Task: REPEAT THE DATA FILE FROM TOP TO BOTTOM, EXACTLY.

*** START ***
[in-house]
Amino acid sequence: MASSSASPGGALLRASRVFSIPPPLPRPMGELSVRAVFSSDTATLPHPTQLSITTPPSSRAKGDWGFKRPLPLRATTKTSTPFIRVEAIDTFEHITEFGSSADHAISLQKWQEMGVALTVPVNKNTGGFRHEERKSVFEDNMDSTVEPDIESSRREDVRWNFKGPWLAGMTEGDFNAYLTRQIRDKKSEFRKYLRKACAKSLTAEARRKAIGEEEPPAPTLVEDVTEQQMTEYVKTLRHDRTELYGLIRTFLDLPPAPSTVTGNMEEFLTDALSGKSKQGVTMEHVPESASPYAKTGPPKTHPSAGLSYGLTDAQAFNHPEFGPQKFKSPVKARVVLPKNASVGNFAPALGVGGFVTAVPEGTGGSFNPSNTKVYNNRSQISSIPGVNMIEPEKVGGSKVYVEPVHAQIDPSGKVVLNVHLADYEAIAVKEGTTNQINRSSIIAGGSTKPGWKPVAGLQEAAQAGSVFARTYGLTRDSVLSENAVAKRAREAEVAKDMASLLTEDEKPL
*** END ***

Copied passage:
[in-house]
Amino acid sequence: MASSSASPGGALLRASRVFSIPPPLPRPMGELSVRAVFSSDTATLPHPTQLSITTPPSSRAKGDWGFKRPLPLRATTKTSTPFIRVEAIDTFEHITEFGSSADHAISLQKWQEMGVALTVPVNKNTGGFRHEERKSVFEDNMDSTVEPDIESSRREDVRWNFKGPWLAGMTEGDFNAYLTRQIRDKKSEFRKYLRKACAKSLTAEARRKAIGEEEPPAPTLVEDVTEQQMTEYVKTLRHDRTELYGLIRTFLDLPPAPSTVTGNMEEFLTDALSGKSKQGVTMEHVPESASPYAKTGPPKTHPSAGLSYGLTDAQAFNHPEFGPQKFKSPVKARVVLPKNASVGNFAPALGVGGFVTAVPEGTGGSFNPSNTKVYNNRSQISSIPGVNMIEPEKVGGSKVYVEPVHAQIDPSGKVVLNVHLADYEAIAVKEGTTNQINRSSIIAGGSTKPGWKPVAGLQEAAQAGSVFARTYGLTRDSVLSENAVAKRAREAEVAKDMASLLTEDEKPL